his footsteps.” Any thought that would
lead us to feel arrogant or proud or entitled, that, too, is never the voice of God, because
it doesn’t conform to the life of Jesus, who healed, Jesus who loved, Jesus who
gave himself away.
Jesus is the test. Jesus is the gate.
This is where our own life comes in, the test
of what’s possible, of what the world and our own circumstances allow us to do,
practically and logically, because God is in the world, too. If we feel called to retire but the numbers
won’t crunch, if we feel called to move to Seattle or to raise alpacas but our
family would be hurt, that can’t be the will of God.
Besides, as Barry says, God is “much more
interested in a real friendship than in job placement.” The particulars don’t finally matter. God can reach just as well in Seattle as in
Corvallis. He loves us just as much
whether we’re raising alpacas or raising children. “Your grace and your love are wealth enough
for me,” St. Ignatius prays. “Give me
these, Lord Jesus, and I ask for nothing more.”
Sickness and health don’t matter.
Obscurity or fame. All that
matters is our friendship with God, and we already have that and always will.
So when as Christians we say things like
we’ve “opened our hearts to Jesus” or we have “a personal relationship with
Jesus,” we’re right of course, we’re completely right, but we’re also using a
kind of shorthand, a kind of Christian jargon, to describe a real set of
interior events, something that’s actually happening in us all the time, and if
we keep this mind, religion won’t seem as crazy and unreal as it often
And if we keep this in mind, if we stay
centered in our own prayer life, everything else will take care of itself. Sometimes when we worry too much about
external things, about changes in the church, for example—I mean, in our own
particular church—it’s a sign that we’re avoiding the inner work we have to do
or don’t trust in it enough. It doesn’t
matter where the Eucharistic Minister sign up is. It matters where we are, inside: where our grief is, and our compassion, and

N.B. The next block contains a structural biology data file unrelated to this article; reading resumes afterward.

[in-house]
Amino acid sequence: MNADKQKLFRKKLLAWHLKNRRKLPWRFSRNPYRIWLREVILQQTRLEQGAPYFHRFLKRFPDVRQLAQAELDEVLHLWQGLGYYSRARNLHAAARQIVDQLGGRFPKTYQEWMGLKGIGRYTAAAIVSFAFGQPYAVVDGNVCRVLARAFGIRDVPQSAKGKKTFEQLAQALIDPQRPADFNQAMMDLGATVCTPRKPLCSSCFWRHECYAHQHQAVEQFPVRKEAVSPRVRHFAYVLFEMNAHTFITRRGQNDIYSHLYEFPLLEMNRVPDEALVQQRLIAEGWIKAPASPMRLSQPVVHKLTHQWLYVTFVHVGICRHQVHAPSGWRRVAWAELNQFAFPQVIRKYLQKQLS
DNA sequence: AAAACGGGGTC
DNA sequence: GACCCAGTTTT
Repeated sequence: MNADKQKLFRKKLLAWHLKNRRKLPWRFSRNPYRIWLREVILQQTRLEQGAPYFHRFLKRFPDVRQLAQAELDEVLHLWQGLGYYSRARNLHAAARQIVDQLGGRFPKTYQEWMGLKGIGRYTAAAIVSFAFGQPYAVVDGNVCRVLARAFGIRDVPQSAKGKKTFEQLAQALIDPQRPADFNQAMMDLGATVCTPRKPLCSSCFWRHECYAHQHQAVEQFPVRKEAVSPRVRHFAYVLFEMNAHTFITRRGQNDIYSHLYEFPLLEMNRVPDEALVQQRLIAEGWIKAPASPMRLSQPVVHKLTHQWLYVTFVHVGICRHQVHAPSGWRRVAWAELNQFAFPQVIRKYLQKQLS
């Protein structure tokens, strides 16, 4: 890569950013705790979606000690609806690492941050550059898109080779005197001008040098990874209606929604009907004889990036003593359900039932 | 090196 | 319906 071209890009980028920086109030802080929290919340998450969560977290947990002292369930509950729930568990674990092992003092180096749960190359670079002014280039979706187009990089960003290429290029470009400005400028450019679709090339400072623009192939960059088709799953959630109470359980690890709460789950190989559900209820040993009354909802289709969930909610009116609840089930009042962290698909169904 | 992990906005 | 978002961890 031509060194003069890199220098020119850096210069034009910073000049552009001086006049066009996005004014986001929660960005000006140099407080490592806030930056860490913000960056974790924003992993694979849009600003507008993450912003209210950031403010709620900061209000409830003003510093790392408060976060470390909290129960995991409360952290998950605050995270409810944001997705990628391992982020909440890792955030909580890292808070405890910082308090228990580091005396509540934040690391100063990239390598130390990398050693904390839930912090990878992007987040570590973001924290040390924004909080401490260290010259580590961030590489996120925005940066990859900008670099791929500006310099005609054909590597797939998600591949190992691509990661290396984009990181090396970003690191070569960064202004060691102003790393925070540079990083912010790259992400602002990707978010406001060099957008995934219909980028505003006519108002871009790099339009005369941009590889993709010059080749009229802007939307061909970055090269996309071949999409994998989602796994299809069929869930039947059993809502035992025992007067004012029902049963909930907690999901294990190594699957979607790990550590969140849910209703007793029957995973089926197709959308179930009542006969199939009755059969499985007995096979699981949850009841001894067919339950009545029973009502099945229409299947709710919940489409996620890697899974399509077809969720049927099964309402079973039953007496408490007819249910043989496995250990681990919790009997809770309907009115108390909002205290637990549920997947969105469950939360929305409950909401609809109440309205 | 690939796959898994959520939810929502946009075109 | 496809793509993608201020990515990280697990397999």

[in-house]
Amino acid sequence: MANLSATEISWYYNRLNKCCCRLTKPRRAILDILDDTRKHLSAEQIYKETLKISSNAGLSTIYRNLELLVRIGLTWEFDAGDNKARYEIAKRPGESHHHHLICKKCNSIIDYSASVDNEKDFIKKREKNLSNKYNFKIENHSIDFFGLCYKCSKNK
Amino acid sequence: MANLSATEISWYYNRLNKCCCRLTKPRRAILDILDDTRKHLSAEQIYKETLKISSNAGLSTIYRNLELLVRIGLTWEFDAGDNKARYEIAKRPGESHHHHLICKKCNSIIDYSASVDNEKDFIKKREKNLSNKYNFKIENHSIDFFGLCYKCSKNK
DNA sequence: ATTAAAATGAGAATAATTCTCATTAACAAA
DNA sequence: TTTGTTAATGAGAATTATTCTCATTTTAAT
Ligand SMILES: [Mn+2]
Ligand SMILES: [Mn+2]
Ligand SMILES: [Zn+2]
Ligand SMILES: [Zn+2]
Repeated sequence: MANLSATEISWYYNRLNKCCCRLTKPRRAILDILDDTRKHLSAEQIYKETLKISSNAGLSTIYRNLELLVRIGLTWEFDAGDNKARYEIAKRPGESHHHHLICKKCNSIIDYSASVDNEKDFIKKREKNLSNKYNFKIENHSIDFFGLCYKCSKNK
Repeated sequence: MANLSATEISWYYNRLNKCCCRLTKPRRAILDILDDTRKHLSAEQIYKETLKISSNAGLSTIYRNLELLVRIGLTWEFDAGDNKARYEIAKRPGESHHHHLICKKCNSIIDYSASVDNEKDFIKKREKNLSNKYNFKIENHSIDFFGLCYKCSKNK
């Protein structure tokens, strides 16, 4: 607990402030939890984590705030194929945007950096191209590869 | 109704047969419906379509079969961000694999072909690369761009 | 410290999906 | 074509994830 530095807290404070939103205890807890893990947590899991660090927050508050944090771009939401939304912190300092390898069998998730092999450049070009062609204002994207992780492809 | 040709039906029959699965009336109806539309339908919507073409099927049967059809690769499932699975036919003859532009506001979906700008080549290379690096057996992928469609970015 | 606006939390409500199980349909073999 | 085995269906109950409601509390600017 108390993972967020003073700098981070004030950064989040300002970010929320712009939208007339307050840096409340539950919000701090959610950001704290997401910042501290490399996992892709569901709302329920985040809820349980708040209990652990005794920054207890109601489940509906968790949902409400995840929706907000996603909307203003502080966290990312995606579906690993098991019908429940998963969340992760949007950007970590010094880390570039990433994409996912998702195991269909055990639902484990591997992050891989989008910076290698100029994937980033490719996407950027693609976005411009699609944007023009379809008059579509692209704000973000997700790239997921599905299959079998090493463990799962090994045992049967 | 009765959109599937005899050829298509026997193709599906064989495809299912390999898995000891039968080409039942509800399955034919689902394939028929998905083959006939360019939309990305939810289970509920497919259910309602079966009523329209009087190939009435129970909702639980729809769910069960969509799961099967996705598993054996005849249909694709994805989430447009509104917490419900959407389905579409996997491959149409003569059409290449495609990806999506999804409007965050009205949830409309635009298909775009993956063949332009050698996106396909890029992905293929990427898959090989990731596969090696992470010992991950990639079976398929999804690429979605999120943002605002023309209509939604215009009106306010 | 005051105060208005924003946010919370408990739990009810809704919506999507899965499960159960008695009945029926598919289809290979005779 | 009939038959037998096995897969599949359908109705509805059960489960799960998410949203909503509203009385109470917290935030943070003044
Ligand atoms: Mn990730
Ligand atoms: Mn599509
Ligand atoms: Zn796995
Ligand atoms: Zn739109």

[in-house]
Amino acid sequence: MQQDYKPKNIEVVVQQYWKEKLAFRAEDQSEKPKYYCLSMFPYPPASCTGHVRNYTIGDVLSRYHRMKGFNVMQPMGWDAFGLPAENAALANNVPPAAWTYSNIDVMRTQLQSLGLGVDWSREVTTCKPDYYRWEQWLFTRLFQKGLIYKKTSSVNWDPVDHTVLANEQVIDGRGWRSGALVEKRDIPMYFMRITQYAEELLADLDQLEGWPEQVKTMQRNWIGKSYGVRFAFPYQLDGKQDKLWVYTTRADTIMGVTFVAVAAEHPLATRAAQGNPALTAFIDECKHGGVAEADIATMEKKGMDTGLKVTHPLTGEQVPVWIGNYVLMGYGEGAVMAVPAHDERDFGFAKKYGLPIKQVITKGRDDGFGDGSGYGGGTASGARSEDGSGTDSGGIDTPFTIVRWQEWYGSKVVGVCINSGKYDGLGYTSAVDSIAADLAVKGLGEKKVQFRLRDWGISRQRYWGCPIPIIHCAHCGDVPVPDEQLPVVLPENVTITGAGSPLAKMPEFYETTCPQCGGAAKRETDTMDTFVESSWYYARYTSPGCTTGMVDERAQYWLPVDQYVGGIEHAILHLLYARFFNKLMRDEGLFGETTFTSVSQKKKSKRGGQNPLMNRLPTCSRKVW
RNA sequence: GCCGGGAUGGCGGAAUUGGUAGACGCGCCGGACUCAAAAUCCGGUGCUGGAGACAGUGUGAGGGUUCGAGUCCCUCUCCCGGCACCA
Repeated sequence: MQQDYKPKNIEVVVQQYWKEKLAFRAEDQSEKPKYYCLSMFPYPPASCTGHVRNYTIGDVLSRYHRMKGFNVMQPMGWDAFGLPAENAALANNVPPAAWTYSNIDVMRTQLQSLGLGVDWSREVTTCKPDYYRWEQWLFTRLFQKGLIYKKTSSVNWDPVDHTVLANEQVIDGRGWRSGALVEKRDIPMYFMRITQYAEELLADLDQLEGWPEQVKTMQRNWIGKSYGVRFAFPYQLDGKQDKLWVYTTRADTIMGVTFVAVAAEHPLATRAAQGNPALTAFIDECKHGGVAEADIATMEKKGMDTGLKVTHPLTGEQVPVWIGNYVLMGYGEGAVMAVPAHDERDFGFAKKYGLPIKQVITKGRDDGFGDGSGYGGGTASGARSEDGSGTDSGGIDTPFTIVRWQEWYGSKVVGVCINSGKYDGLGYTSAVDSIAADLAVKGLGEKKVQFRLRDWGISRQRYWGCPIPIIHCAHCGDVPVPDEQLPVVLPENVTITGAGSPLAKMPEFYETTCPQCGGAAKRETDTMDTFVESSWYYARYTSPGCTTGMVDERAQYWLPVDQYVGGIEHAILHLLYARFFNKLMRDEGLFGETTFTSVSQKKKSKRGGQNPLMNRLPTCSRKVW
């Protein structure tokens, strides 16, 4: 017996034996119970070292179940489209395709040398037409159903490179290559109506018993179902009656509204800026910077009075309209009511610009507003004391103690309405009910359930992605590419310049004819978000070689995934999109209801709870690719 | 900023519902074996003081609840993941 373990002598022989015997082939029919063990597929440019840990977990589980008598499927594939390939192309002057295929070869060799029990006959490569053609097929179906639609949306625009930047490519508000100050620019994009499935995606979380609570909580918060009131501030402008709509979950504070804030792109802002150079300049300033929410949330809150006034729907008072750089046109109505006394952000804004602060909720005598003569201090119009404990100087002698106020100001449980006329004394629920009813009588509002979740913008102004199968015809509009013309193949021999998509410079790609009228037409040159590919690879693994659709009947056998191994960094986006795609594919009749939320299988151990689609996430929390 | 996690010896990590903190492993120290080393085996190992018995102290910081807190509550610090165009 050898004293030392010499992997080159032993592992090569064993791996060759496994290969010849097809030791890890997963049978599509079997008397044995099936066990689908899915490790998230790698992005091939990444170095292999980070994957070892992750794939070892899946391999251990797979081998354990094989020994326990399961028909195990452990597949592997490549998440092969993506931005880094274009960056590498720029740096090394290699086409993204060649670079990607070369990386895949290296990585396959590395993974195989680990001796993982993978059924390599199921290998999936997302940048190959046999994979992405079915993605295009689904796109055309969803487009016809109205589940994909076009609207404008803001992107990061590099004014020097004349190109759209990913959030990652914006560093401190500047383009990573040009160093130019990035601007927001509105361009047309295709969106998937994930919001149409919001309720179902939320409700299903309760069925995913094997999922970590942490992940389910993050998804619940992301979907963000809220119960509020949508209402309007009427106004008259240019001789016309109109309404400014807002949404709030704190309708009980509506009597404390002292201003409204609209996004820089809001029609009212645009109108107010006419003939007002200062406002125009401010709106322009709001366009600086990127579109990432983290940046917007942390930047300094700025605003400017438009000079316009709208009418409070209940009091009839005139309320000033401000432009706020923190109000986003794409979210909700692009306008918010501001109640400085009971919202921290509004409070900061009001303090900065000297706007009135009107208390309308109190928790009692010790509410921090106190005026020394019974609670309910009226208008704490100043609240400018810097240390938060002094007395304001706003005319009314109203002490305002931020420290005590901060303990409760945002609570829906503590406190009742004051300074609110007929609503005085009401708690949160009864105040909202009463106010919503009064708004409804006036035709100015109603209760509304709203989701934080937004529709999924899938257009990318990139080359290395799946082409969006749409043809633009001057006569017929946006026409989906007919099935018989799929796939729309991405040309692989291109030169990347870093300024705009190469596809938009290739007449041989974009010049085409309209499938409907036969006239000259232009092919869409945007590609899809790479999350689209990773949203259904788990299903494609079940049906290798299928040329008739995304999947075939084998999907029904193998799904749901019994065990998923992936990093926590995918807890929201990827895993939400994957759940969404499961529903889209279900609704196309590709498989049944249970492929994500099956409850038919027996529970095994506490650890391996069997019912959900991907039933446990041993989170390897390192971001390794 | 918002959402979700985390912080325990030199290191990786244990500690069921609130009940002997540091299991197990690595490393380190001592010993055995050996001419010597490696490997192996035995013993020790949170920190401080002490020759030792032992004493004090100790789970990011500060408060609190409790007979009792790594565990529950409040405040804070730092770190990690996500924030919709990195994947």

our hope. If we think of the church as
simply another human organization that has to run in a certain way, if we think
of the outer world as more important than the inner world, we might as well just
join a book club or start going to city council meetings.
we really want to help the parish in this time of transition, the best thing to
do is to pray, as a lot of people already are.
700 rosaries have been pledged already, 700 prayers for our good and the
good our priests, and that’s terrific, that’s great. We need more. If we don’t believe in the value of that, if
we don’t believe in the power of prayer to influence the church and world, what
are we doing here?
And if we stay centered in prayer, if we keep
our focus on prayer, I think we can deepen our faith over time, we can get closer
and closer to the confidence of St. Peter. We may not be able to walk on water, but we can
walk beside it—beside the still waters, in the green pastures. We have to keep making a choice—we have to keep
choosing to call these feelings of resonance and persistence and joy Christ—but
the more we make that choice, the more it doubles back and strengthens us for the
next time. Our faith builds and builds, until
finally we realize: what happens inside of
us, that is the Lord. We are touching
Jesus. Whenever you touch me. Whenever I touch you.
Which is maybe exactly what Peter came to realize
anyway, after the resurrection. Maybe we’re
exactly in Peter’s position after all.
Maybe one day—and I pray for this, for all of us—maybe
one day our faith will have matured enough, it will have deepened enough, that we
can stand up with Peter and with Mary in the temple, and we can raise our own voices,
and we can proclaim, too, in all confidence and joy: let everyone know for certain, that God has made
Jesus both Lord and Christ.
Because it’s true. Every bit of it. It’s all true.